Separating our Needs from our Desires and Distinguishing between Competing Desires.
In the confusion of everyday life it is difficult to distinguish between what we really need, what we want and what is expected of us. How many of us have ever considered this dilemma and if we have how have we acted on it?
In a culture where notions of upward mobility and success and ambition are the norm it is hard to consider that there might be an alternative view or way to live ones life. In a culture where competition is valued it is inevitable that there will be those who do not make it, at least not make it to the levels that are promised or expected. This creates a sense of failure for those who do not. But the failure or success, is in terms of societies values and does not have to be what we value personally.
From a personal point of view, not becoming lost in the values of society may be anything but failure. It may be the situation that forces us to reflect on what life is about, and maybe come to a recognition that we might be something other than just a cog in the wheel of society. It may be the situation that provokes us to reflect on what we really value. It may be the opportunity to identify our own values and follow our own desires.
Do you value your own life? Do you value your own happiness? What is happiness based on? Is happiness the result of success in societies terms? What makes you unhappy? What is happiness anyway and where does it come from? What are the features of happiness – peace, contentment, security, belonging, love, joy? Where are these attributes found, inside of you or in the world?
If you feel it is pointless to spend your life accumulating wealth or accolades of any kind and choose to not buy into it you are then left with the question of how best to spend your life. You might wonder “what really matters?” What is possible for a human? Is there a potential for something else in me?
What is a meaningful life? Are there possibilities other than becoming lost in societies values?
Literature, films, wisdom teachings give us the clue that there are values and goals other than those promoted by consumer society.
Having come to the idea that we can use our lives for our own purposes we need to actively do something about it. Society sucks us in unless we take control of our own direction and find our own values.
Having grown up in society we have automatically absorbed the ideas of society and even while we are rejecting the more blatent values, we may find it difficult to identify our own values. We may fall into the trap of thinking that self-improvement is the way to go, but this is also in relation to societal values.
We are part of society. We need to find a way to have our basic needs met within society without becoming lost in societies values.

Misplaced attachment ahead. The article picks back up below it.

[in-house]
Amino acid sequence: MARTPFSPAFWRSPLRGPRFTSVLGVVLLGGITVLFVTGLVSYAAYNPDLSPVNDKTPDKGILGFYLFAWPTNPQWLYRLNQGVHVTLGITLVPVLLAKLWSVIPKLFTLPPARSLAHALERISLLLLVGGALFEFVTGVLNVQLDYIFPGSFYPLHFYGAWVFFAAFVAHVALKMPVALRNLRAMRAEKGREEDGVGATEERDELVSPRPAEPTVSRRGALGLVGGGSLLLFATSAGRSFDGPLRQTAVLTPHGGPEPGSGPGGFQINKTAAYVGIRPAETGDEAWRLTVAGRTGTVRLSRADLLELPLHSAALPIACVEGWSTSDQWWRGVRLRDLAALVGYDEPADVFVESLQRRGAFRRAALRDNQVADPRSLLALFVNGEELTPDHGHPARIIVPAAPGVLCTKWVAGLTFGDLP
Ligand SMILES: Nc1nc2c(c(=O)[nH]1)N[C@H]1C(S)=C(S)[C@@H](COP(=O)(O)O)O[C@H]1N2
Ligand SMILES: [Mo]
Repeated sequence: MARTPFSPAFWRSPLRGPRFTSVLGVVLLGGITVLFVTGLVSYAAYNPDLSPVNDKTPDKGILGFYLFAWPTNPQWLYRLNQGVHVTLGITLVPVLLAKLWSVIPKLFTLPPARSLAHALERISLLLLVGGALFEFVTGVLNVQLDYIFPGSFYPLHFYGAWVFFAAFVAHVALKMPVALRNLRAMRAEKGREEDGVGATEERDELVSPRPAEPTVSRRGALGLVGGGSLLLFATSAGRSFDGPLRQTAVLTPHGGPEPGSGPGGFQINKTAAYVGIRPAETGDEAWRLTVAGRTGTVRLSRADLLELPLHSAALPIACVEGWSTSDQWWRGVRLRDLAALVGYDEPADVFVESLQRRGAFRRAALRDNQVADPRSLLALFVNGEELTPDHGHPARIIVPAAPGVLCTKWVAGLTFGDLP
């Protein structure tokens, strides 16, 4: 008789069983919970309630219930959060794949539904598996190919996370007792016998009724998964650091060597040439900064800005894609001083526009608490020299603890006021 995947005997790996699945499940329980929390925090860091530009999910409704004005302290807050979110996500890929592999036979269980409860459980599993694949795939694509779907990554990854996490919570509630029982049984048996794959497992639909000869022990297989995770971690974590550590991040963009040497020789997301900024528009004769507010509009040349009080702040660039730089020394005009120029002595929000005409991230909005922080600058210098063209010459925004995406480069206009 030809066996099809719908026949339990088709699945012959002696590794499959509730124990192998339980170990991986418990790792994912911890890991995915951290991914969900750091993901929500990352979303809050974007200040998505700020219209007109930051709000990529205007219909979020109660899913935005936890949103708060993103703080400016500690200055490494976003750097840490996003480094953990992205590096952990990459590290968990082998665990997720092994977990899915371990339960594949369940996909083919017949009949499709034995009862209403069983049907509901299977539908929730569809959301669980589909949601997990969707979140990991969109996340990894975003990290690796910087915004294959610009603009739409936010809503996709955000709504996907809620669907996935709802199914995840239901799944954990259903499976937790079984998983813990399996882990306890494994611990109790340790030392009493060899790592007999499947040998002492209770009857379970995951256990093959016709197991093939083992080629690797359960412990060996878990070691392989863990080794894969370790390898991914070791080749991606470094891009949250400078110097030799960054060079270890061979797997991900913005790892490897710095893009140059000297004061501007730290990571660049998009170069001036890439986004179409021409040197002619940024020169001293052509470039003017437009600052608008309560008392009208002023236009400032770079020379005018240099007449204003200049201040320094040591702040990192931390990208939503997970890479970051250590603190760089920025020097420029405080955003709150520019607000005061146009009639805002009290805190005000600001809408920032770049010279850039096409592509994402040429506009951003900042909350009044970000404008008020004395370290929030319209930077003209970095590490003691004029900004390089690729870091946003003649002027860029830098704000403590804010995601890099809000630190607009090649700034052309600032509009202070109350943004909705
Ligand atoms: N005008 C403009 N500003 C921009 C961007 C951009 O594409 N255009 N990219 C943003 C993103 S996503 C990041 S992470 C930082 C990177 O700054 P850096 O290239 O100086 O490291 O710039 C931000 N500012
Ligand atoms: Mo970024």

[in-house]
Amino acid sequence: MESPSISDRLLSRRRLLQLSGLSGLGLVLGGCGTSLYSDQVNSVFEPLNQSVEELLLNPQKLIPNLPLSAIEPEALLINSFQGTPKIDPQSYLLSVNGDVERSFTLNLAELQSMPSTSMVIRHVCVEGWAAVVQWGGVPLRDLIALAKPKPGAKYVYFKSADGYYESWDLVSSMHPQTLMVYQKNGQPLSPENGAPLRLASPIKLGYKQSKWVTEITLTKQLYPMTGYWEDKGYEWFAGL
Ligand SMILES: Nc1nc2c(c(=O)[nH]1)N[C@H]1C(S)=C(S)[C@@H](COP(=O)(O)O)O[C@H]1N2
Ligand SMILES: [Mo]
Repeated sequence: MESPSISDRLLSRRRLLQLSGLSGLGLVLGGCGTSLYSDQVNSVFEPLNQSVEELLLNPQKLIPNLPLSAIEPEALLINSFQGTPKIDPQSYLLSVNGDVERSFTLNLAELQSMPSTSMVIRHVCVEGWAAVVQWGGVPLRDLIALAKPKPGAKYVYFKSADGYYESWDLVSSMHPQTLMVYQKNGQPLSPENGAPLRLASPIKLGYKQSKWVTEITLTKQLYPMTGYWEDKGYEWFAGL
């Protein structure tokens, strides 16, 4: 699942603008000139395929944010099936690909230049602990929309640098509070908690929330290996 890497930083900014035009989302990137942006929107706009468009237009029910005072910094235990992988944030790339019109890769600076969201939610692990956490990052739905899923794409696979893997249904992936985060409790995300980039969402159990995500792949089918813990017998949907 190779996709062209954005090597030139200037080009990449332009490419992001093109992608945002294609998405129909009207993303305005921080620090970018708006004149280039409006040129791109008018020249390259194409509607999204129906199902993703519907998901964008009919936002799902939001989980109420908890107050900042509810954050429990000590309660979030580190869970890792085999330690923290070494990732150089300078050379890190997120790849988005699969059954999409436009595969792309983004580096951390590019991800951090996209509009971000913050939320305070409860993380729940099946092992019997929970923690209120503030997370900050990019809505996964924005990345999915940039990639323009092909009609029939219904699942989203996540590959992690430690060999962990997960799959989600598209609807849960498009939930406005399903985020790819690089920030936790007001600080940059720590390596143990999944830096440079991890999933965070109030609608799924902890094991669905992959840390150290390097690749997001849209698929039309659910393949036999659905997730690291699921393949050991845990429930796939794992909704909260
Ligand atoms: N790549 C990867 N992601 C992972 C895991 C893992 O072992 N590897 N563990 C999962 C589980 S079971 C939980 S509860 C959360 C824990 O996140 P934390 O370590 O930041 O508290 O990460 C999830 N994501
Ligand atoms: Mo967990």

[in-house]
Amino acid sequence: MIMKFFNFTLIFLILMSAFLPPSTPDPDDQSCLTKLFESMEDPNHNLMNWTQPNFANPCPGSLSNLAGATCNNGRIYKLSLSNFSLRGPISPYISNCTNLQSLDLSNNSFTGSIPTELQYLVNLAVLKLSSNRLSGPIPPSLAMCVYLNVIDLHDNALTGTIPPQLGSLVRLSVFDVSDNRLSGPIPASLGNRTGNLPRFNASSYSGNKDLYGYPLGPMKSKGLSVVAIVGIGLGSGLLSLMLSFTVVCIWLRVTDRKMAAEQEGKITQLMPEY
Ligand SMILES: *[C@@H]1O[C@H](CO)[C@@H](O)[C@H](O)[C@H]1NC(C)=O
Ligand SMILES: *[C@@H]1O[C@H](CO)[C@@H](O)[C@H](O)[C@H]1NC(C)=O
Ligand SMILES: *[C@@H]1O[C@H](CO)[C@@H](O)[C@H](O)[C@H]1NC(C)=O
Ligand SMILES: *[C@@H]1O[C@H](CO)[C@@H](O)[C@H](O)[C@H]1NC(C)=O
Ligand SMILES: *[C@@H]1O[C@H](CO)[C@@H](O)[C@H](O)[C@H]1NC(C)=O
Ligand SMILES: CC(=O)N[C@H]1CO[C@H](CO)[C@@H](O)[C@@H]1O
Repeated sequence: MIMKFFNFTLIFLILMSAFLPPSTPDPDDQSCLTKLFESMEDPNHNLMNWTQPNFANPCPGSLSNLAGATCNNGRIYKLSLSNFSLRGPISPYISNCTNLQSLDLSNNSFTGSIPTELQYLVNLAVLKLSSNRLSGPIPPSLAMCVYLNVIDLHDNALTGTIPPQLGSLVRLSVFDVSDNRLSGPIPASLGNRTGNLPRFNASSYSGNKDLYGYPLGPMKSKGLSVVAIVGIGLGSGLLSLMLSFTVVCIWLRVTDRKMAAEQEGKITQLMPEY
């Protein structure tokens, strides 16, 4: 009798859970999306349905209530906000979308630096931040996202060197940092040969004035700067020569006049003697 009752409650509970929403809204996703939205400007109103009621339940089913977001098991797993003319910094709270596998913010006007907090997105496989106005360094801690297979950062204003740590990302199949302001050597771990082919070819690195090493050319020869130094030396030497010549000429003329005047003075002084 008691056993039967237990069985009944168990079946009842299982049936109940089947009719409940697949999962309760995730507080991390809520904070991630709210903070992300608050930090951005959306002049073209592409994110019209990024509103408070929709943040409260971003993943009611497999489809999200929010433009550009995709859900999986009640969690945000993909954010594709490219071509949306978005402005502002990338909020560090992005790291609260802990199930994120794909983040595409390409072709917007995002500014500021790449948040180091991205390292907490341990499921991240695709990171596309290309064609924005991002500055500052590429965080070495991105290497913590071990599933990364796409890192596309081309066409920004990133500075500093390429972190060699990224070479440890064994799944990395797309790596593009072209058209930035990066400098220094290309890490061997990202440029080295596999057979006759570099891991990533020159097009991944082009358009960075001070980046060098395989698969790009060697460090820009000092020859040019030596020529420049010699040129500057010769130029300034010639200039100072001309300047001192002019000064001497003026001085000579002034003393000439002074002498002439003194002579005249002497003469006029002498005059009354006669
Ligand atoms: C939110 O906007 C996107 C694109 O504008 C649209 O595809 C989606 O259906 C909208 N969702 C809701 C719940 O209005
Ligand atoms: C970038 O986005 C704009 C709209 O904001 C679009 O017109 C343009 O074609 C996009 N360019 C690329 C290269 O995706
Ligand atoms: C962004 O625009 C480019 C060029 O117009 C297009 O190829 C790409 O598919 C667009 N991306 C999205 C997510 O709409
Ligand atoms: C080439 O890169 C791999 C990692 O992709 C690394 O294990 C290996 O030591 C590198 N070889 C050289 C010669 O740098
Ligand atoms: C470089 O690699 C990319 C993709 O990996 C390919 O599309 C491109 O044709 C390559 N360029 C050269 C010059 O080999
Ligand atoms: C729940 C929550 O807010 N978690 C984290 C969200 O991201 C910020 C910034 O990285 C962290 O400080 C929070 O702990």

This is when we need to separate needs from wants or desires. I suspect that anyone reading this has a desire for spiritual fulfillment. And you are probably aware that this desire cannot be met by chasing worldly desires and promises.
So, the question is: how do you live in the world while following an unworldly desire?
This is the essence of what I am trying to write about here, how to separate your needs from your desires or maybe how to distinguish what is your most important desire/value from all the other competing desires.
You set your life up so that you have your basic needs for daily living met but leaving you enough time and energy to follow your main desire – spiritual path. You carve out time from daily life to follow your main goal. This is something you have to actively do and be conscious of what and why you are doing it because worldly matters have a way of imposing on us. Until it becomes an established habit it requires discipline. We become distracted and easily fall into the ways of society around us. It takes effort to not be sucked into social life.
This is why in the past people who had a spiritual desire left the world for a nunnery or monastery.
You can’t relegate your spiritual need to an hour on Sunday morning, or sitting a retreat a few times per year. A spiritual life is about who you are every moment of the day. It’s about who you really are apart from your worldly identity. In every moment you are either lost in your worldly identity or challenging it. Challenging it means noticing what you are doing, thinking, and feeling and questioning it.
Until you become aware of how you are spending your time and energy on a daily basis you are lost in the world. This is why you need to create the conditions which allow you to observe yourself and reflect on what you notice.
If you are chasing worldly desires you will neither have the time or inclination to follow your main goal. Life passes by lost in values that were not of our choosing unless we actively identify what we really value and then make room for it.
This is what I mean by the need to separate needs from desires and to distinguish between our various desires so that we really live the life we value most.